- Aerobics and Fitness Association of America: AFAA is recognized by the Council for Higher Education Accreditation (CHEA) and accredited by the Accrediting Commission of the Distance Education and Training Council (DETC). AFAA offers many different types of certifications, including personal training, primary group exercise, step dancing, practical yoga instructor training, aquatic fitness, metabolic connection to obesity, mechanics of injury prevention, group resistance training, and many more. The AFAA offers study materials on practice, theory, exercises, nutrition, youth and senior fitness, and stress management.
- American College of Sports Medicine: ACSM is NCCA-accredited and offers a CPT exam to applicants who are at least 18 years of age, have a high school diploma or the equivalent, and possess CPR/AED certification.
- American Council on Exercise: ACE is accredited by NCCA and offers a wide selection of study materials to help personal trainers prepare for the CPT exam.
- International Sports Science Association: ISSA is accredited by DETC, which means that they are also recognized by the US Department of Education.
- National Strength and Conditioning Association: The NSCA certification for the personal trainer does not require a postsecondary education but asks for candidates with a good working knowledge of biomechanical concepts, training adaptations, and anatomy, among other skills. To qualify for the NSCA-CPT exam, a person must be over 18 years of age, have a high school diploma or equivalent, and have CPR and AED certification before taking the test. NSCA is accredited by NCCA.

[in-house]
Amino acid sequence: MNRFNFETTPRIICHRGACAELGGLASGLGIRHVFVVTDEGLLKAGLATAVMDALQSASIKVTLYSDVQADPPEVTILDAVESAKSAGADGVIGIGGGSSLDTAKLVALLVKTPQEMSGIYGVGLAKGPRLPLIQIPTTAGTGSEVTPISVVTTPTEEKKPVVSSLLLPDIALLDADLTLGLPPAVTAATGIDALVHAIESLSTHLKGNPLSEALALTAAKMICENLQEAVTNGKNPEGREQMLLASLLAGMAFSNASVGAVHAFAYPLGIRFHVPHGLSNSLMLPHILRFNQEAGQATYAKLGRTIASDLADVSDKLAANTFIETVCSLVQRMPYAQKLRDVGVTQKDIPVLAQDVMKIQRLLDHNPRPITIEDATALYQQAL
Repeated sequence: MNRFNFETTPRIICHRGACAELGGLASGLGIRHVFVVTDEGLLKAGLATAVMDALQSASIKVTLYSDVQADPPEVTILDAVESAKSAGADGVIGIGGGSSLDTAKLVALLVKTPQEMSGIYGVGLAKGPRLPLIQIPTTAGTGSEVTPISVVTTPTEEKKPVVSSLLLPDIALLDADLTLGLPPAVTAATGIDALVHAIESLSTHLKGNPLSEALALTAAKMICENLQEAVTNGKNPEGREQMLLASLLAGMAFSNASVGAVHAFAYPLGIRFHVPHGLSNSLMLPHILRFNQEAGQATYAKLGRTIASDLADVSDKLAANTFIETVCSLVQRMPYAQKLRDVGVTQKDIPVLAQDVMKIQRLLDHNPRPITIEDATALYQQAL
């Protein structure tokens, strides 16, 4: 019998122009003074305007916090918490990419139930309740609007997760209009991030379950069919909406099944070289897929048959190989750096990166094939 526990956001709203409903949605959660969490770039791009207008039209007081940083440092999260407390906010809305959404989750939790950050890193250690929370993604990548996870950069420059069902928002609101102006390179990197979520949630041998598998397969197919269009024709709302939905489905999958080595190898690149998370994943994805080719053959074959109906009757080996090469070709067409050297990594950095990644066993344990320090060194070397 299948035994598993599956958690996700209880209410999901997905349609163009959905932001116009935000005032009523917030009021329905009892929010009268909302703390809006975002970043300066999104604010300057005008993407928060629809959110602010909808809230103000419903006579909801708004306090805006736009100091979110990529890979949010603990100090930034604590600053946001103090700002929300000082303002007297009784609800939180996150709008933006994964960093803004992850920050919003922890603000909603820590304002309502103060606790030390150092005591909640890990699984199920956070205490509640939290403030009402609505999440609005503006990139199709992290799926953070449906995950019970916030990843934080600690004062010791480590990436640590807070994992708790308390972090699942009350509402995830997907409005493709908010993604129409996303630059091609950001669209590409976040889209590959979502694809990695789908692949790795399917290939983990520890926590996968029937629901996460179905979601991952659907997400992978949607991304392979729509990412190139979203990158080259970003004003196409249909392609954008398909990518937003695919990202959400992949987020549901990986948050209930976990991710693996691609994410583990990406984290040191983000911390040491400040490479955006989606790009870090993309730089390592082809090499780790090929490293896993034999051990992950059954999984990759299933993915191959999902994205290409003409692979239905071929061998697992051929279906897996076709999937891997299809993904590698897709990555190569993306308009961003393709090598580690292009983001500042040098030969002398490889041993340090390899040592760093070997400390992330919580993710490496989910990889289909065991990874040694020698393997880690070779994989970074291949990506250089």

- About Accreditation. Distance Education and Training Council. Accessed May 22, 2014. http://www.detc.org/Discover-DETC/About-Accreditation.aspx.
- Accreditation. International Sports Sciences Association. Accessed May 22, 2014. http://www.issaonline.edu/why-issa/accreditation.cfm.
- ACSM Certified Personal Trainer. Accessed May 22, 2014. http://certification.acsm.org/acsm-certified-personal-trainer.
- NCAA-Accredited Certification Programs. Institute for Credentialing Excellence. Accessed May 22, 2014. http://www.credentialingexcellence.org/p/cm/ld/fid=121.
- Occupational Outlook Handbook. Bureau of Labor Statistics of the US Department of Labor. Accessed May 22, 2014. http://www.bls.gov/ooh/personal-care-and-service/fitness-trainers-and-instructors.htm..
- Personal Trainer Certification. American Council on Exercise. Accessed May 22, 2014. http://www.acefitness.org/fitness-certifications/personal-trainer-certification/default.aspx.